the tiger’s bride

Khadija Abdalla Bajaber

The moths, they sup on my sorrow,
my mineral-rich grief,

they come to announce that the rains are coming.

He says that the hand was created twice,
twice to seek,

that like an innocent he had only come looking for his blood to be returned to him,
but found me.

Too much of the world’s darkness is to test the truth.
If the song is ugly, it’s only because you do not believe like the other birds.

The earth dries up and slows into patience, the dirt
like wolves awaiting the arrival of kings. In glorious jungles, in darkness,
and in fear.

They should have called me Mercy, to spit on me some more.

He sends rains upon me, he feeds like a moth,
he puts his great head on my knees, this monstrous master.

One half an hour when the world was finished and slow,
I whispered to myself the treacherous truth of my heart

– I do not have half the duty, anymore.

He sends upon them the rains, but the beasts they tell me
we do not care, we the wild beasts are still dead.

He puts his great head on my knees, I do not have half the duty,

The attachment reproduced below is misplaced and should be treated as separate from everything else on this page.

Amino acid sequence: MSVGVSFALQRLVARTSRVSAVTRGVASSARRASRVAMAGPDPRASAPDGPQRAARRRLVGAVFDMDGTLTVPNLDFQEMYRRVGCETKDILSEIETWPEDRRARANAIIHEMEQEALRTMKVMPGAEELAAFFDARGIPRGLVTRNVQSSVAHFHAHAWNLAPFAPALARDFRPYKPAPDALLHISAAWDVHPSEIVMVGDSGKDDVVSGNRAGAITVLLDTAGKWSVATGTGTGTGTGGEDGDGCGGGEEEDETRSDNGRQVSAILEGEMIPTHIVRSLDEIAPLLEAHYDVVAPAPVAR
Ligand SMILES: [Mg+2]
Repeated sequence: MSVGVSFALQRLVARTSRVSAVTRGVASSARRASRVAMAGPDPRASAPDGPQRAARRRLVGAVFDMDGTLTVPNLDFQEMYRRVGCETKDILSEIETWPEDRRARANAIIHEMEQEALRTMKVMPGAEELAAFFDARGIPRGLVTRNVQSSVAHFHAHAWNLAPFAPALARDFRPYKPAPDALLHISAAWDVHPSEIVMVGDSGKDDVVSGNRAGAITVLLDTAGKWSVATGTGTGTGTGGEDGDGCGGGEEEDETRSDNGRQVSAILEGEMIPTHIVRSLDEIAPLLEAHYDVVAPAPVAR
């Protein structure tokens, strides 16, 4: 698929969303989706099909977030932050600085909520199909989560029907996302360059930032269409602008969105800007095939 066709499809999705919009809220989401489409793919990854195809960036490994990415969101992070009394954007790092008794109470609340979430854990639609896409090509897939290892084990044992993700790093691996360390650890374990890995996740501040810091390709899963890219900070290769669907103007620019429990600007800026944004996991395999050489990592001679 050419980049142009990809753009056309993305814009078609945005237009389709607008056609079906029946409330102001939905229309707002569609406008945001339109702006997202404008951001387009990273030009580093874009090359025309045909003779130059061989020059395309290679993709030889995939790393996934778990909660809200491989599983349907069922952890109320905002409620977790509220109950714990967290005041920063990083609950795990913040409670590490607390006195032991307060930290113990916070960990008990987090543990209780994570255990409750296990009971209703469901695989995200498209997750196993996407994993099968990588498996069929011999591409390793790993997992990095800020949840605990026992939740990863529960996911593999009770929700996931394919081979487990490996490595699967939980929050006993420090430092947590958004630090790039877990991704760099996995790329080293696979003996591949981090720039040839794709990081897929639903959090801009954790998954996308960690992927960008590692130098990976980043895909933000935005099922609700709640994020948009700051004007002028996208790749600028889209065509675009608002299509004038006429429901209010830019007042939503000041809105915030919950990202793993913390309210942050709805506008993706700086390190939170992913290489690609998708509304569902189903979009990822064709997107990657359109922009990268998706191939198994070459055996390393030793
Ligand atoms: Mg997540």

my spirit is far behind, seated in the ruins of my mother’s home,
the curse of his sovereign hand, our eyes well-watered.
the dagger curves against my waist,
hidden beneath the fold of my dress,
a bitter guard,
a carefully crafted secret.

And now, he cuts the shade on his way back to me.
The daylight turns fierce and gold, nothing can hide from it.
His heart was up, below and behind him.

Like the arrow snatched out of the air, it was dear in my hands.

I no longer have half the duty.
He is tired, he rests his great head on my knees.
He has been in the black sea, hunting.
The sound of his sleep more precious than the old life, the old far away life.

The wounds of my body are angry with me,
they drink me until I am brand new.

Khadija Abdalla Bajaber is a Mombasarian writer of Hadrami descent and the 2018 winner of the inaugural Graywolf Press Africa Prize for a first novel manuscript.

 

*Image by James Wainscoat on Unsplash